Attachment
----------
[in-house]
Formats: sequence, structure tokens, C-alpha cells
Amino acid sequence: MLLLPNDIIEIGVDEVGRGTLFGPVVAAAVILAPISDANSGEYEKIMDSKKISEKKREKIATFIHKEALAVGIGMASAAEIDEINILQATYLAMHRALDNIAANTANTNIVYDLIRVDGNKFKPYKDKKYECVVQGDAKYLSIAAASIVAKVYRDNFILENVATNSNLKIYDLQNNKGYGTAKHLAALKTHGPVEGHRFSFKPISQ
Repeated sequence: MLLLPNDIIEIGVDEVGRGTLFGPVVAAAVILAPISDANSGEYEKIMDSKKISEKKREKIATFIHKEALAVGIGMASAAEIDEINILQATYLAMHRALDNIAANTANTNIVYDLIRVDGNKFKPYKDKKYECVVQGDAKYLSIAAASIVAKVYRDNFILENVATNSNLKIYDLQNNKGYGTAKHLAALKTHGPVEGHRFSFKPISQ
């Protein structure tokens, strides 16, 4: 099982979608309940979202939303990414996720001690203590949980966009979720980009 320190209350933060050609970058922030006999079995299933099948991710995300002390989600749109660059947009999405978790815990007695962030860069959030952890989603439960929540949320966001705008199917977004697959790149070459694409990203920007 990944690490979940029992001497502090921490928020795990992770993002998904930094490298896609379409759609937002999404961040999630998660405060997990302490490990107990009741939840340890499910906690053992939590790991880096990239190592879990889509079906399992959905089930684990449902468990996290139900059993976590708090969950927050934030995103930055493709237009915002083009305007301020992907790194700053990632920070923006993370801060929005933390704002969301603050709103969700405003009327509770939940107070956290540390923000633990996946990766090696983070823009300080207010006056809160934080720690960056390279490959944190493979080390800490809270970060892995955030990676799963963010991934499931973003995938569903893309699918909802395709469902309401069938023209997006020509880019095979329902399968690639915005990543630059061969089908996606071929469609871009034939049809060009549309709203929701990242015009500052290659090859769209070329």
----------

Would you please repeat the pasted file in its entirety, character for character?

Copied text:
[in-house]
Formats: sequence, structure tokens, C-alpha cells
Amino acid sequence: MLLLPNDIIEIGVDEVGRGTLFGPVVAAAVILAPISDANSGEYEKIMDSKKISEKKREKIATFIHKEALAVGIGMASAAEIDEINILQATYLAMHRALDNIAANTANTNIVYDLIRVDGNKFKPYKDKKYECVVQGDAKYLSIAAASIVAKVYRDNFILENVATNSNLKIYDLQNNKGYGTAKHLAALKTHGPVEGHRFSFKPISQ
Repeated sequence: MLLLPNDIIEIGVDEVGRGTLFGPVVAAAVILAPISDANSGEYEKIMDSKKISEKKREKIATFIHKEALAVGIGMASAAEIDEINILQATYLAMHRALDNIAANTANTNIVYDLIRVDGNKFKPYKDKKYECVVQGDAKYLSIAAASIVAKVYRDNFILENVATNSNLKIYDLQNNKGYGTAKHLAALKTHGPVEGHRFSFKPISQ
């Protein structure tokens, strides 16, 4: 099982979608309940979202939303990414996720001690203590949980966009979720980009 320190209350933060050609970058922030006999079995299933099948991710995300002390989600749109660059947009999405978790815990007695962030860069959030952890989603439960929540949320966001705008199917977004697959790149070459694409990203920007 990944690490979940029992001497502090921490928020795990992770993002998904930094490298896609379409759609937002999404961040999630998660405060997990302490490990107990009741939840340890499910906690053992939590790991880096990239190592879990889509079906399992959905089930684990449902468990996290139900059993976590708090969950927050934030995103930055493709237009915002083009305007301020992907790194700053990632920070923006993370801060929005933390704002969301603050709103969700405003009327509770939940107070956290540390923000633990996946990766090696983070823009300080207010006056809160934080720690960056390279490959944190493979080390800490809270970060892995955030990676799963963010991934499931973003995938569903893309699918909802395709469902309401069938023209997006020509880019095979329902399968690639915005990543630059061969089908996606071929469609871009034939049809060009549309709203929701990242015009500052290659090859769209070329």